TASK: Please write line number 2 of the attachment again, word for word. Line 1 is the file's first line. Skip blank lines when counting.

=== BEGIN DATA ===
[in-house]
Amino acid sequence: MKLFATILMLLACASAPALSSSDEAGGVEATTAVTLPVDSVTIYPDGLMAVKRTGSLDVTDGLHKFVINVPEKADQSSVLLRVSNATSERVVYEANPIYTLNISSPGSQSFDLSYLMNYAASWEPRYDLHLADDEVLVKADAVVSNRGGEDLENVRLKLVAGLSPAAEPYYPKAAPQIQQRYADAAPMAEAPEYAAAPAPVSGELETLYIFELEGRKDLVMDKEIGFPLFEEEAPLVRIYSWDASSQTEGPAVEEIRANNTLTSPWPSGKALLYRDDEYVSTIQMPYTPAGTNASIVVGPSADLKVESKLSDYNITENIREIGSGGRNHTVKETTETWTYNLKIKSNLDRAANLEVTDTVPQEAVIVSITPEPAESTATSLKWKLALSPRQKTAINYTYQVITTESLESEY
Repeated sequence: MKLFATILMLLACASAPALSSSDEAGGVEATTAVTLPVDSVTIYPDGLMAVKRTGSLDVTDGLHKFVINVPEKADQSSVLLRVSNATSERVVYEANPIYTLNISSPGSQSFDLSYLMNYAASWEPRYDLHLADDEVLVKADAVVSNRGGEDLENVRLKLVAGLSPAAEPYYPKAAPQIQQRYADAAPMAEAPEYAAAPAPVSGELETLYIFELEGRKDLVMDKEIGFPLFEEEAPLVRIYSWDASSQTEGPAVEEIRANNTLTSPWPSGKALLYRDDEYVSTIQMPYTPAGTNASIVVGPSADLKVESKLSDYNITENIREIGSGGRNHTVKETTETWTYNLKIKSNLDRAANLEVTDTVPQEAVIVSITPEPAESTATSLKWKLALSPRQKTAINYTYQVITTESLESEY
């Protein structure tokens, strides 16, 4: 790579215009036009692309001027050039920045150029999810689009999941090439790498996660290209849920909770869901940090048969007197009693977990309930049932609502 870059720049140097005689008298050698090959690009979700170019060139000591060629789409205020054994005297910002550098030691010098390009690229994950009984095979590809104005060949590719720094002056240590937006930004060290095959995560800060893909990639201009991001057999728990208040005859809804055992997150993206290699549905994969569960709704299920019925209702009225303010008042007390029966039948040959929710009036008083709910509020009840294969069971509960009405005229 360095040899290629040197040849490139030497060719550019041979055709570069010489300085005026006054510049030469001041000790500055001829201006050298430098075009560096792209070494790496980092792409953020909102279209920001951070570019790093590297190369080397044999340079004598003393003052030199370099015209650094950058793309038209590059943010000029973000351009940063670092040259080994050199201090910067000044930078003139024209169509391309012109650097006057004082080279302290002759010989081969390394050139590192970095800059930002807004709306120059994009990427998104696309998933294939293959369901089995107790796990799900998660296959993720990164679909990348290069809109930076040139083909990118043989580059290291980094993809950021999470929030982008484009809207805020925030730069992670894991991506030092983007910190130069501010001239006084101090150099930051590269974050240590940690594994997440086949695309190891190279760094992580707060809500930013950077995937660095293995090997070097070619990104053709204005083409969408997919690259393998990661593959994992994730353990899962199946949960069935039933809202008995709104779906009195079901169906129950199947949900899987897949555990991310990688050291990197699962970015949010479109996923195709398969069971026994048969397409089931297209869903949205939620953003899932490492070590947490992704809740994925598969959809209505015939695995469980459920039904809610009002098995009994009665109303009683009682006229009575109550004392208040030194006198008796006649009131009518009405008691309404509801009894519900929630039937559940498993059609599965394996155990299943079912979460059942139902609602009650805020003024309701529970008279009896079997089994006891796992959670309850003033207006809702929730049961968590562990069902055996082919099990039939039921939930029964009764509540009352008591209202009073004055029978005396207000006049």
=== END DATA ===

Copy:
Amino acid sequence: MKLFATILMLLACASAPALSSSDEAGGVEATTAVTLPVDSVTIYPDGLMAVKRTGSLDVTDGLHKFVINVPEKADQSSVLLRVSNATSERVVYEANPIYTLNISSPGSQSFDLSYLMNYAASWEPRYDLHLADDEVLVKADAVVSNRGGEDLENVRLKLVAGLSPAAEPYYPKAAPQIQQRYADAAPMAEAPEYAAAPAPVSGELETLYIFELEGRKDLVMDKEIGFPLFEEEAPLVRIYSWDASSQTEGPAVEEIRANNTLTSPWPSGKALLYRDDEYVSTIQMPYTPAGTNASIVVGPSADLKVESKLSDYNITENIREIGSGGRNHTVKETTETWTYNLKIKSNLDRAANLEVTDTVPQEAVIVSITPEPAESTATSLKWKLALSPRQKTAINYTYQVITTESLESEY